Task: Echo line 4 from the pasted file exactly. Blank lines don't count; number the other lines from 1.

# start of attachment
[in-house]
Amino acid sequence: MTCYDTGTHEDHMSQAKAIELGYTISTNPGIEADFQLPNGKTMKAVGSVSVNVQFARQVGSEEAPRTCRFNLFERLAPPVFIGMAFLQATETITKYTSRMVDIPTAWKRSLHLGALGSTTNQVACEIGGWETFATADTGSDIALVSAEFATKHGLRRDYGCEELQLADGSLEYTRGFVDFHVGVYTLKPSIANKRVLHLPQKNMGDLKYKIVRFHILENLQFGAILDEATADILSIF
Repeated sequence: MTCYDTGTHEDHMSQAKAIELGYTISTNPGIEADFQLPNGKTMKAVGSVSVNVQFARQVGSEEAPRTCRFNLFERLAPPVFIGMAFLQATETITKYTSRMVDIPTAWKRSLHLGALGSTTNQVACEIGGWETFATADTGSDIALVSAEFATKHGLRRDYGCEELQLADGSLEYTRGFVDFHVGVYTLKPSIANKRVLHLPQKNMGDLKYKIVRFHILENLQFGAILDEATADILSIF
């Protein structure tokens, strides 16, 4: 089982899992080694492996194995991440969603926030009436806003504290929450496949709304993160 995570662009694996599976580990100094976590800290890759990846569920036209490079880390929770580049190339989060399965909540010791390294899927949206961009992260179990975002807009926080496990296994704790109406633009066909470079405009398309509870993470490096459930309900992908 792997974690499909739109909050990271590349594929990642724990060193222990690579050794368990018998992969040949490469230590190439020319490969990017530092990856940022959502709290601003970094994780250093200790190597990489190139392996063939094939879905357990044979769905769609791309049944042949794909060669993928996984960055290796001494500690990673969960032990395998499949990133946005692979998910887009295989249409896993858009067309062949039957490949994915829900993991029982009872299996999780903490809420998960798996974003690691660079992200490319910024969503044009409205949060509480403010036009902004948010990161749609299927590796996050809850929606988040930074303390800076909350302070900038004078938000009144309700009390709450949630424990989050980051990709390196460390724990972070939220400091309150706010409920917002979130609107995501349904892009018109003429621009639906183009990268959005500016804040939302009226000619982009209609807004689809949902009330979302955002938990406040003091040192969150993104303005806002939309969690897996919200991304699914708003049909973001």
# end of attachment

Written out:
């Protein structure tokens, strides 16, 4: 089982899992080694492996194995991440969603926030009436806003504290929450496949709304993160 995570662009694996599976580990100094976590800290890759990846569920036209490079880390929770580049190339989060399965909540010791390294899927949206961009992260179990975002807009926080496990296994704790109406633009066909470079405009398309509870993470490096459930309900992908 792997974690499909739109909050990271590349594929990642724990060193222990690579050794368990018998992969040949490469230590190439020319490969990017530092990856940022959502709290601003970094994780250093200790190597990489190139392996063939094939879905357990044979769905769609791309049944042949794909060669993928996984960055290796001494500690990673969960032990395998499949990133946005692979998910887009295989249409896993858009067309062949039957490949994915829900993991029982009872299996999780903490809420998960798996974003690691660079992200490319910024969503044009409205949060509480403010036009902004948010990161749609299927590796996050809850929606988040930074303390800076909350302070900038004078938000009144309700009390709450949630424990989050980051990709390196460390724990972070939220400091309150706010409920917002979130609107995501349904892009018109003429621009639906183009990268959005500016804040939302009226000619982009209609807004689809949902009330979302955002938990406040003091040192969150993104303005806002939309969690897996919200991304699914708003049909973001």